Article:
Low bono: At a reduced fee or discounted rate. Formed in rhyming imitation of pro bono [publico], which means “performed at no charge for the public good.” Both pro bono and low bono were originally used by law firms and have spread to other professions.
The OED’s earliest citation for pro bono is in a 1774 letter. The term originally meant “reliable” or “trustworthy” and evolved into its current meaning of “free”; it’s considered chiefly a US legal usage. The American Bar Association says that lawyers “should aspire to render at least (50) hours of pro bono publico legal services per year.” The ABA has no comparable advice about low-bono work.
The origins of “low bono” are harder to pin down. The term appears to have first appeared in the 1990s. Luz Herrera, a law professor and pioneer in low-bono legal work, explained “low bono” in “Rethinking Private Attorney Involvement through a Low Bono Lens,” published in the September 2009 issue of the Loyola of Los Angeles Law Review:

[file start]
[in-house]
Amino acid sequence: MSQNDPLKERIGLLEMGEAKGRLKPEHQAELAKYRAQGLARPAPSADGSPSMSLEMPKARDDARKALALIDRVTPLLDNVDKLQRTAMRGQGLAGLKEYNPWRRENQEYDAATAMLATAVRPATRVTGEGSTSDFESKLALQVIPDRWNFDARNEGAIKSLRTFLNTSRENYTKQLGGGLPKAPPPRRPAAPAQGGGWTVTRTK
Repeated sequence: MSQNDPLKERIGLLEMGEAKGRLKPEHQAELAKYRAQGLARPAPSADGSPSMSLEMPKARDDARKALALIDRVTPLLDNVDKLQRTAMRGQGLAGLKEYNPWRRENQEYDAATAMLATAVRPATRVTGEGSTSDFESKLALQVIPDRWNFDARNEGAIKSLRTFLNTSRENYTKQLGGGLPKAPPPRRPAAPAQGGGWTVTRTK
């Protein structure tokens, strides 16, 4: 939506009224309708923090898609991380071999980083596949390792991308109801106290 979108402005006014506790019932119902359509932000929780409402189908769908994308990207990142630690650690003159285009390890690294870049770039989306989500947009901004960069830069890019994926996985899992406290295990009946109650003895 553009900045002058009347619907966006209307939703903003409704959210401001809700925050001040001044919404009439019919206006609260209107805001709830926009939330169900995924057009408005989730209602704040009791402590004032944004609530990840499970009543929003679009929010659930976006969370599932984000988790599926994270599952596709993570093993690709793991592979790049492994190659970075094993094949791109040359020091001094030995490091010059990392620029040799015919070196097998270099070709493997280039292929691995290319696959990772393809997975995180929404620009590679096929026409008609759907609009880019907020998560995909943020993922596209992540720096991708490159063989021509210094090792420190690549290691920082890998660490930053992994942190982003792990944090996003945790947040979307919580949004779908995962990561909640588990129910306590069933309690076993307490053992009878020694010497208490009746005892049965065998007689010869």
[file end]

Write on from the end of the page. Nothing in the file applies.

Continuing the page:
“Low bono” is the most popular term used to describe discounted-rate arrangements between attorneys and clients, particularly those clients who are underrepresented. … Although “low bono” work is not new, it has gained more recognition in the last ten to fifteen years due in large part to law school initiatives primarily led by the City University of New York (CUNY) School of Law and the University of Maryland School of Law.
Those law schools, and a number of others, are members of the Law School Consortium Project, a national nonprofit organization found on the Web at lowbono.org.
Additionally, I've been pleased to consult with non-profit organizations on a lo-bono basis.
That’s “lo” as in “lo-cal” or “lo-fat.”